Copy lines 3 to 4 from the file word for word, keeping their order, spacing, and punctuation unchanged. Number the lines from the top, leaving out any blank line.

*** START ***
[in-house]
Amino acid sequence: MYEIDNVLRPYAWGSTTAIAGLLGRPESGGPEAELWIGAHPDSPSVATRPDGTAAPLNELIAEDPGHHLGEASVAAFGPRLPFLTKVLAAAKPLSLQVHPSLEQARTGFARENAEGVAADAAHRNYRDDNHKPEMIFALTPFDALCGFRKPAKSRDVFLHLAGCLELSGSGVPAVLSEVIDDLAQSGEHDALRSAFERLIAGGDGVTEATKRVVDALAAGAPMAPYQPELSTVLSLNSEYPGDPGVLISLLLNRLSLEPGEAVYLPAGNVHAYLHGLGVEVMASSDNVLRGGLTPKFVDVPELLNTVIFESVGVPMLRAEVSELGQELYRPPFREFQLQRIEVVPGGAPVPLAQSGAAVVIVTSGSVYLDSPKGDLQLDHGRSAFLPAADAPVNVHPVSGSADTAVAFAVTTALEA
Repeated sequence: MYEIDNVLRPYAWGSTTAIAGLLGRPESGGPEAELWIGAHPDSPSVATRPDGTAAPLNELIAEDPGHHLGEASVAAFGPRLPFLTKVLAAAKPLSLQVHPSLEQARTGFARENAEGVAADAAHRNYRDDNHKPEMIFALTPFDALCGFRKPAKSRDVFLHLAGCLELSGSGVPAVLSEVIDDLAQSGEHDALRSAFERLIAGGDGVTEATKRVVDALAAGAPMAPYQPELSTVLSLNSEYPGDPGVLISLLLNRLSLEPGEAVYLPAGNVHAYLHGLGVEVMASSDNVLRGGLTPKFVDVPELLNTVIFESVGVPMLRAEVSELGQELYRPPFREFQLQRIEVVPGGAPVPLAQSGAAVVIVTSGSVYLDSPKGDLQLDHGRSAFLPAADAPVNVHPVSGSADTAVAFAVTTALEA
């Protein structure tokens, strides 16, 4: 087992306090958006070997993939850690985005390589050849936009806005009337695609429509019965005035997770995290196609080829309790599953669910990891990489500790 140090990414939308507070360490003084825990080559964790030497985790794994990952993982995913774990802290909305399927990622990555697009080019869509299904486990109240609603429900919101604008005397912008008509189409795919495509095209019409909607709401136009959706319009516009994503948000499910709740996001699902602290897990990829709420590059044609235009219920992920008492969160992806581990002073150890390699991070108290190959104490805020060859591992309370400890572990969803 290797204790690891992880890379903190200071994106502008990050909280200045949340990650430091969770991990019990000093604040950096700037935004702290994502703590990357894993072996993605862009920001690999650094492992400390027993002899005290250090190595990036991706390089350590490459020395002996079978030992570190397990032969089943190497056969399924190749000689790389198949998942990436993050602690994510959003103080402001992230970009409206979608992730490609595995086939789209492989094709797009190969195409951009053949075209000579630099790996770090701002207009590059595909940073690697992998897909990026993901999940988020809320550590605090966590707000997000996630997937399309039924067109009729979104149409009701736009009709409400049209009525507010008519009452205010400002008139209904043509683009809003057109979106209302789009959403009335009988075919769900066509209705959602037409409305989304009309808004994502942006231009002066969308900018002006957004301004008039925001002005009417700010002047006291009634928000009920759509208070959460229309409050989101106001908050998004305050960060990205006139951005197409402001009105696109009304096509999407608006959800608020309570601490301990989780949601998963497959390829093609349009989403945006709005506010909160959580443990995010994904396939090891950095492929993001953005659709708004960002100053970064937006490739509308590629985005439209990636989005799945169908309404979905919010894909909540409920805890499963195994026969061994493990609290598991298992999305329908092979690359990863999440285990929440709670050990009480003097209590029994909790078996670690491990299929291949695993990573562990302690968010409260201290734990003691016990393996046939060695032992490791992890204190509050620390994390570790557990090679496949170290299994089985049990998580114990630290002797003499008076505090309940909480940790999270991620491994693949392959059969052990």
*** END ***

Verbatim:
Repeated sequence: MYEIDNVLRPYAWGSTTAIAGLLGRPESGGPEAELWIGAHPDSPSVATRPDGTAAPLNELIAEDPGHHLGEASVAAFGPRLPFLTKVLAAAKPLSLQVHPSLEQARTGFARENAEGVAADAAHRNYRDDNHKPEMIFALTPFDALCGFRKPAKSRDVFLHLAGCLELSGSGVPAVLSEVIDDLAQSGEHDALRSAFERLIAGGDGVTEATKRVVDALAAGAPMAPYQPELSTVLSLNSEYPGDPGVLISLLLNRLSLEPGEAVYLPAGNVHAYLHGLGVEVMASSDNVLRGGLTPKFVDVPELLNTVIFESVGVPMLRAEVSELGQELYRPPFREFQLQRIEVVPGGAPVPLAQSGAAVVIVTSGSVYLDSPKGDLQLDHGRSAFLPAADAPVNVHPVSGSADTAVAFAVTTALEA
């Protein structure tokens, strides 16, 4: 087992306090958006070997993939850690985005390589050849936009806005009337695609429509019965005035997770995290196609080829309790599953669910990891990489500790 140090990414939308507070360490003084825990080559964790030497985790794994990952993982995913774990802290909305399927990622990555697009080019869509299904486990109240609603429900919101604008005397912008008509189409795919495509095209019409909607709401136009959706319009516009994503948000499910709740996001699902602290897990990829709420590059044609235009219920992920008492969160992806581990002073150890390699991070108290190959104490805020060859591992309370400890572990969803 290797204790690891992880890379903190200071994106502008990050909280200045949340990650430091969770991990019990000093604040950096700037935004702290994502703590990357894993072996993605862009920001690999650094492992400390027993002899005290250090190595990036991706390089350590490459020395002996079978030992570190397990032969089943190497056969399924190749000689790389198949998942990436993050602690994510959003103080402001992230970009409206979608992730490609595995086939789209492989094709797009190969195409951009053949075209000579630099790996770090701002207009590059595909940073690697992998897909990026993901999940988020809320550590605090966590707000997000996630997937399309039924067109009729979104149409009701736009009709409400049209009525507010008519009452205010400002008139209904043509683009809003057109979106209302789009959403009335009988075919769900066509209705959602037409409305989304009309808004994502942006231009002066969308900018002006957004301004008039925001002005009417700010002047006291009634928000009920759509208070959460229309409050989101106001908050998004305050960060990205006139951005197409402001009105696109009304096509999407608006959800608020309570601490301990989780949601998963497959390829093609349009989403945006709005506010909160959580443990995010994904396939090891950095492929993001953005659709708004960002100053970064937006490739509308590629985005439209990636989005799945169908309404979905919010894909909540409920805890499963195994026969061994493990609290598991298992999305329908092979690359990863999440285990929440709670050990009480003097209590029994909790078996670690491990299929291949695993990573562990302690968010409260201290734990003691016990393996046939060695032992490791992890204190509050620390994390570790557990090679496949170290299994089985049990998580114990630290002797003499008076505090309940909480940790999270991620491994693949392959059969052990």